The American College of Rheumatology is the professional organization for rheumatologists and health professionals who share a dedication to healing, preventing disability and curing arthritis and related rheumatic and musculoskeletal diseases. For more information on the ACR's annual meeting, see rheumatology/annual.

Presentation Number: 688

Autologous Non-Myeloablative Peripheral Blood Stem Cell Transplantation in Patients with Systemic Sclerosis

Walter G. Barr, Yu Oyama, Laisvyde Statkute, Thomas Corbridge, Kimberly Yaung, Kathleen Quigley, Larissa Verda, Nela Krosnjar, Delphine Bronesky, Richard K. Burt. Northwestern University, Chicago, IL

Purpose: Autologous hematopoietic stem cell transplantation using a myeloablative regimen has shown promising results in the treatment of systemic sclerosis (SSc) but has been accompanied by substantial treatment related mortality (TRM) and morbidity. We have performed autologous peripheral blood stem cell (PBSC) transplantation utilizing a non-myeloablative but intense immunoablative conditioning regimen in order to reduce TRM and morbidity.

Methods: A Phase I autologous PBSC study was conducted in 10 patients with SSc and poor prognostic features. Candidates were less than 65 years old with a modified Rodnan skin score ( mRSS ) greater than 14 or a diffusion capacity less than 80%, interstitial lung disease, elevated ESR, renal involvement, or abnormal ECG. Only one patient had a mRSS less than 23 at entry into the trial. Eight of the ten patients had pre-transplant high resolution chest CT ( HRCT ) findings consistent with interstitial lung disease. Patients with severe pulmonary hypertension ( > 45 mm Hg ) were excluded. PBSC were mobilized with cyclophosphamide and granulocyte colony-stimulating factor. The PBSC graft was cryopreserved without manipulation and reinfused after the patient was treated with a lymphoablative but non-myeloablative conditioning regimen of 200 mg/kg cyclophosphamide and 7.5 mg/kg rabbit antithymocyte globulin ( rATG ).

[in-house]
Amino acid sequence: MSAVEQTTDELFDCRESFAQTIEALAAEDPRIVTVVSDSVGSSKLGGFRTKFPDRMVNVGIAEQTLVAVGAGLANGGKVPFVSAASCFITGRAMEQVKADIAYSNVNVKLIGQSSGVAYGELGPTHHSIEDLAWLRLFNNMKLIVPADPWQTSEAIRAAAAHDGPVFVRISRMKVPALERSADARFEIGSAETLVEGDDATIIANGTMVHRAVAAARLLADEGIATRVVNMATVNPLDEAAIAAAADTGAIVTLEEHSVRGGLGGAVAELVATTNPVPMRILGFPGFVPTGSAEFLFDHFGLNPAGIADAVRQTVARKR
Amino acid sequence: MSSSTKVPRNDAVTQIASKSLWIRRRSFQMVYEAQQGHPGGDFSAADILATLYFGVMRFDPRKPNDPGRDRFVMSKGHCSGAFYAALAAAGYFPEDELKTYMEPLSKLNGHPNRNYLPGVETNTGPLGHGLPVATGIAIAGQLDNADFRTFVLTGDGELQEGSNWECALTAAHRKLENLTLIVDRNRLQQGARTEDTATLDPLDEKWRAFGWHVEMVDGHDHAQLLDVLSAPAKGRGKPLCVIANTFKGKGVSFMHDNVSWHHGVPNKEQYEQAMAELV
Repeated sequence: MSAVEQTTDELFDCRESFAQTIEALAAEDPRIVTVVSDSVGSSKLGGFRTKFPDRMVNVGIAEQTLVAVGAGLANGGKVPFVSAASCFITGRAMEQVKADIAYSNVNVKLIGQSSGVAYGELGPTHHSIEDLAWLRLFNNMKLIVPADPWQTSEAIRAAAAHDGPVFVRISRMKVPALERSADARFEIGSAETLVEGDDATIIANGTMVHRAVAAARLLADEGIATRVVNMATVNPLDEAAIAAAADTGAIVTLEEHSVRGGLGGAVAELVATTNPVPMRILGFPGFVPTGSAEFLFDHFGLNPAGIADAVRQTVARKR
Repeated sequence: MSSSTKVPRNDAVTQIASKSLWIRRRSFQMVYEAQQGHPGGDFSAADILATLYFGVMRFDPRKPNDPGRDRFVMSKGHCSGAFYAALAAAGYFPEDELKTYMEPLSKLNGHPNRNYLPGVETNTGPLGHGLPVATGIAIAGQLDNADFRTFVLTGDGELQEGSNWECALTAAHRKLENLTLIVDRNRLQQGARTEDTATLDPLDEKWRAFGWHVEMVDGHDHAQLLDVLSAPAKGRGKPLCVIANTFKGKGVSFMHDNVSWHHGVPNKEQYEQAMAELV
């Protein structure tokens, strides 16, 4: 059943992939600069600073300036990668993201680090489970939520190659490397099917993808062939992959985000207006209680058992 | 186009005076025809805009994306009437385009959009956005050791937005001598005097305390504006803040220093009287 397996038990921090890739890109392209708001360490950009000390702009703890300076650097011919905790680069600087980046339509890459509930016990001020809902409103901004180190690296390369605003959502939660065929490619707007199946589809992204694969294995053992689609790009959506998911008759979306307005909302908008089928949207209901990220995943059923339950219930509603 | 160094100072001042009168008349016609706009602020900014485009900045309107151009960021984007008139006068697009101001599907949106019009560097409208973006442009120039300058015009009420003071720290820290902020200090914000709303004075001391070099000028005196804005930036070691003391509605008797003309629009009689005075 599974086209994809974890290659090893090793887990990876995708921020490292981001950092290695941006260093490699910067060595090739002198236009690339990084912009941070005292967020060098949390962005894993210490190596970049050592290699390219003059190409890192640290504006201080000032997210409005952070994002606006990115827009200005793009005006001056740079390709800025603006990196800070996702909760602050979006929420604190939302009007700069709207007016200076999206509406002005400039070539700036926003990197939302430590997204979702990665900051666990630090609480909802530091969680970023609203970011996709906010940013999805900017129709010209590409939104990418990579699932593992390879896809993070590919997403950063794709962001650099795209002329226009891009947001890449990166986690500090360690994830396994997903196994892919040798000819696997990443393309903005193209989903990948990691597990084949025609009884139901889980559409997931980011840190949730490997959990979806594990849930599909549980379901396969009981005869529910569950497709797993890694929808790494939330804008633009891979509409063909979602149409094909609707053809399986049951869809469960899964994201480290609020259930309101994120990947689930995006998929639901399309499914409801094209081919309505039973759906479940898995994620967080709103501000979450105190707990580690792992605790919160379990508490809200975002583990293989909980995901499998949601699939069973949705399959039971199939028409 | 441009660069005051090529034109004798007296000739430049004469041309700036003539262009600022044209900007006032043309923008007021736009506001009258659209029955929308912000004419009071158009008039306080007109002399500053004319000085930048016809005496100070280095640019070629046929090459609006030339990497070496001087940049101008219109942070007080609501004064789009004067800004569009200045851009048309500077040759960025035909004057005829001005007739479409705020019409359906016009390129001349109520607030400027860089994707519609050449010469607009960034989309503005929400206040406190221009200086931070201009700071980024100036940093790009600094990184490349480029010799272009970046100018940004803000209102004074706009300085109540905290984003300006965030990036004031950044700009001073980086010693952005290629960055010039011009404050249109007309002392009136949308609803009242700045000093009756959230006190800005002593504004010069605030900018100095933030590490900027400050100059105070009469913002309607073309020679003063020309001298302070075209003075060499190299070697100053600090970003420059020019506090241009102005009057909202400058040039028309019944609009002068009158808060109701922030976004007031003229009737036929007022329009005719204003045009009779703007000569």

Results: The median number of days for neutrophil and platelet engraftment were 9 ( range 7-11 ) and 9 ( range 0-14 ), respectively. The median infused CD 34+ and CD3+ cell counts were 7.38 x 106/ kg ( range 2.35 - 14.7 ) and 2.14 x 108/ kg ( range 0.41-6.83 ), respectively. There was a marked improvement of mRSS in most of patients whereas cardiac ( ejection fraction, pulmonary artery pressure ), pulmonary function (DLCO) and renal function (creatinine) remained stable. One patient with advanced disease and poor pre-transplant performance status died 2 years after transplant in a nursing home. That patient had a normal pre-transplant HRCT and enjoyed improvement in skin score after transplant. After median follow-up of 25.5 months ( range 5-40 ), the overall survival is 90% ( nine out of ten) and progression-free survival is 70% ( seven out of ten ). Two patients had recurrence of skin thickening at 12 and 24 months respectively. One of these two patients stabilized and one improved the mRSS after initiation of mycophenylate mofitel.

Conclusions: Autologous PBSC transplantation with a non-myeloablative conditioning regimen of Cy/rATG appears safe with no TRM in our first 10 patients and no deterioration of PFTs observed in the 12 months post-transplantation. These results suggest that further evaluation of this regimen in a randomized controlled trial is warranted

Disclosure Block: W.G. Barr, None; Y. Oyama, None; L. Statkute, None; T. Corbridge, None; K. Yaung, None; K. Quigley, None; L. Verda, None; N. Krosnjar, None; D. Bronesky, None; R.K. Burt, None